Editor's Pick (1 - 4 of 8)
Level of Resources versus Urgency of Problem
The Business of Service Management
Reinventing Electric Power Value Chain
Utility Game-Changers: Solar, Wind, Hydro and Fintech
Will the Smart Meter Deliver on its Promise?
John Burke, CIO, Ambit Energy
IT Governance Built to Last: The Wisconsin Enterprise Model
David Cagigal, CIO, State of Wisconsin
The Role of CIO in the Cloud-First World
Yvonne Wassenaar, CIO, New Relic, Inc
Engaging Citizens through Technology
Martin P.Rose, CIO, Pinellas County
By Eddie Ho, CIO, Los Alamos National Bank
The drive for open banking services and payment API from core service providers are creating a new level of excitement and enablement for the Fintech option. These interfaces will allow banking customer’s even greater convenience over sharing and accessing their own financial data. Today’s mobile banking customers expect self-service digital tools for making and receiving payments. But tomorrow, they will use an intelligent financial management app that enables them to quickly assess a personal financial status for the purpose of moving funds into savings, investments with third-parties, etc.
The Fintech customer-service model of convenience, availability, and ease of use dovetails well with the millennial’s service expectations of digital efficiency and reliability. Today’s mobile solution stack is application driven. Since these digital expectations will continue to evolve over the next five to ten years, all parties in the conversation can agree a strategic migration to digital is necessary for retaining existing customers and engaging a new customer base. But brick-and-mortar behaviors are ingrained in banking culture as much as in the traditionalist customer. Technology teams can make the necessary software and hardware moves to digital, but without cultural adoption, the ROI is lost.
Going digital is difficult, which is why top-down conversion to enterprise digital behavior for a bank must be driven by a digital advocate at the C-level.
If you haven’t begun the digital journey, start now by engaging a CDO with the authority to drive the conversion to digital
A Chief Digital Officer (CDO) should establish a strategic digital tone that is critical to creating buy-in from employees who may have little motivation to change. In the diagram above, culture and technology are shown as key anchors for the conversion of internal processes, digital presences, operations, and future synergies. The CDO can drive the conversion of these areas in three phases: assemble a digital team, perform future state analysis, and deploy prioritized changes to the marketplace.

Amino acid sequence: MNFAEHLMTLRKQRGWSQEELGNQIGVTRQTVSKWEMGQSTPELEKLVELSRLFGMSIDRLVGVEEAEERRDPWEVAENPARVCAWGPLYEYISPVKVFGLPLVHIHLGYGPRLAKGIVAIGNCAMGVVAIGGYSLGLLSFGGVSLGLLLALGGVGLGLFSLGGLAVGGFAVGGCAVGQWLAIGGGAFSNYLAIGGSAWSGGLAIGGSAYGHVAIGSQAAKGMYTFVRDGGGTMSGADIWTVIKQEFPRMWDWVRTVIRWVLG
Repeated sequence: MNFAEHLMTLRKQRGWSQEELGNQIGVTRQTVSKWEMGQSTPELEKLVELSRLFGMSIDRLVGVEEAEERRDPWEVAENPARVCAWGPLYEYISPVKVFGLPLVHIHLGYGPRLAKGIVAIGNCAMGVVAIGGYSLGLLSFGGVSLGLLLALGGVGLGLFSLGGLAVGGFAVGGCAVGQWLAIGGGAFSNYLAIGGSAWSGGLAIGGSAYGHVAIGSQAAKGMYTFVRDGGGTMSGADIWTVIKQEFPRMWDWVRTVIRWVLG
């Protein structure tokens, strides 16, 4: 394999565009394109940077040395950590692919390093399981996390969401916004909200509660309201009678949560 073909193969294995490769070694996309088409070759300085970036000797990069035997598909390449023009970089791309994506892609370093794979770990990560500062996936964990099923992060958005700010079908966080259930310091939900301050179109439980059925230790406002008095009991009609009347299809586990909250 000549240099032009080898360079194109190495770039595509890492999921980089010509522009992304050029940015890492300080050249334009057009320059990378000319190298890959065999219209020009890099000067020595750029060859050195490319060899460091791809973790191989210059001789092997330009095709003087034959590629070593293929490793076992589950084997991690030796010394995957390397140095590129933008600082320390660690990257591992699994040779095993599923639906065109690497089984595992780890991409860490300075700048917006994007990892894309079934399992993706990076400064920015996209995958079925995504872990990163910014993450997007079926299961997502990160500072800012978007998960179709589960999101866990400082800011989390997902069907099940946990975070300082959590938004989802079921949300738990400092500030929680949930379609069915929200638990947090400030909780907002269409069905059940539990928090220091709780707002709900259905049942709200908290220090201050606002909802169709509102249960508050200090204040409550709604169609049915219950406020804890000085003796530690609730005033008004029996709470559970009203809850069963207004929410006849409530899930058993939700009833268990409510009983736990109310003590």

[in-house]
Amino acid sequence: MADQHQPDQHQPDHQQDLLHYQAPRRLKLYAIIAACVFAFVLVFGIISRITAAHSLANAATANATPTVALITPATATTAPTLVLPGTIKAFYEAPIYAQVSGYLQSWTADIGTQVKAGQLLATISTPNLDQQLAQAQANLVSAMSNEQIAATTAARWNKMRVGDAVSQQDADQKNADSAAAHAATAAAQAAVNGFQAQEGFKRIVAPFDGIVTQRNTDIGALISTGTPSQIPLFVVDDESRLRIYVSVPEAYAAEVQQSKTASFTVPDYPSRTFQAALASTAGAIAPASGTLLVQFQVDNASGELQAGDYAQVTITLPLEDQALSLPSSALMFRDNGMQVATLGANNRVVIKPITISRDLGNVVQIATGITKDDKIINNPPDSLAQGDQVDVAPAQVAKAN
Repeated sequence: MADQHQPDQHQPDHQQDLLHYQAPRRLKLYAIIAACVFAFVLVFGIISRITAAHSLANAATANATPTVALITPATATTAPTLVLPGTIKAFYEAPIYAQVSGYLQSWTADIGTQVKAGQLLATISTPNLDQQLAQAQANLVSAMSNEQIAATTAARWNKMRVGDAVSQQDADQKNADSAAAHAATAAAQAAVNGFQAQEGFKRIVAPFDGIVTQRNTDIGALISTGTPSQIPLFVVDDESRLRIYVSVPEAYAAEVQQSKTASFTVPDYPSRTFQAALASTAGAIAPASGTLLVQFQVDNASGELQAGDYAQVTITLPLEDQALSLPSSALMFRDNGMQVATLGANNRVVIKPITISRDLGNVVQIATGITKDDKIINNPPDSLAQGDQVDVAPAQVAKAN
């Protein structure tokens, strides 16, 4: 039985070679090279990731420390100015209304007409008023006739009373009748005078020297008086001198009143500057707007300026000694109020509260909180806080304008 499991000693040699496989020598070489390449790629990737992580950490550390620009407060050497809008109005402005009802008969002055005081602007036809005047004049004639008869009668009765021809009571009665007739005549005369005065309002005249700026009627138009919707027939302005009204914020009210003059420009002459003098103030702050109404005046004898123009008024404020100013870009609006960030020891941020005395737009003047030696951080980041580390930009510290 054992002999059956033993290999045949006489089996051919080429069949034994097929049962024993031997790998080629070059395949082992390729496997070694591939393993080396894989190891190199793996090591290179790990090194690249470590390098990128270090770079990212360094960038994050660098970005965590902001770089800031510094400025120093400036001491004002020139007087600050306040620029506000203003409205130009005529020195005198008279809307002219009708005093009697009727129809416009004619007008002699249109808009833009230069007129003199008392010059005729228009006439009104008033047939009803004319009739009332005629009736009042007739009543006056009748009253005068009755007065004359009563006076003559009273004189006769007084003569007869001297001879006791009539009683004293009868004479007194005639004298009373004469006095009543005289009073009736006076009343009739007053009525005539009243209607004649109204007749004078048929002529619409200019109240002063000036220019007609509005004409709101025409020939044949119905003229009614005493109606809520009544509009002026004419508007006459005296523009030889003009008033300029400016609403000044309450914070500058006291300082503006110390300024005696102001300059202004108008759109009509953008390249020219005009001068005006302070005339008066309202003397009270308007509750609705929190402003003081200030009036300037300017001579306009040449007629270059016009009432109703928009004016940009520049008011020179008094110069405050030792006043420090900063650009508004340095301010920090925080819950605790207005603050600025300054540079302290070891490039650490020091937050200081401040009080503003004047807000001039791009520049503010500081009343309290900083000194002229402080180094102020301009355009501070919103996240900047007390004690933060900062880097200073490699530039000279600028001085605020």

Under the CDO’s guidance, the digital team would first identify the desired future state of the culture and technology. The future state should include a strategic FinTech partnership option, represented as FinTech Synergy in the diagram above. This option arms the institution with dedicated resources who will continually assess the current state of the industry and envision the unfolding future state. With this strategic option in play, the institution is prepared to engage in timely and effective responses to changes in the industry, even if a partnership never develops.
The digital team would create a list of high-level, future-state requirements, such as “the future state of the culture is all employees will be proficient in the use of mobile banking solutions” or “the future state of back-office technology is digital centric for all tasks.” These statements create the framework for performing gap analysis.
Admittedly time consuming, gap analysis is a necessary precursor to identifying what’s relevant for a migration to digital, as well as what’s achievable from the traditional banking side. The digital team would perform a structured and detailed gap analysis of current internal processes, digital presences, operations, and synergies.
From there, focused analysis by a taskforce team would result in a list of recommended changes. Documented as concise statements and provided to management for review, the changes would be prioritized with resources assigned according to the strategic plan.
Finally, at the deployment phase, the digital team would become the project management team and, under the guidance of the CDO, deploy the prioritized changes following standard project management methodologies. Expect the processes leading up to the deployment phase to take six-to-nine months. Going digital in the banking world is both an art and a science. It is an intensive culture change and technology adjustment. The integration of the banking stack with the Fintech provider is opening up new levels of opportunity but also standard issues. If you haven’t begun the digital journey, start now by engaging a CDO with the authority to drive the conversion to digital. It is the first step.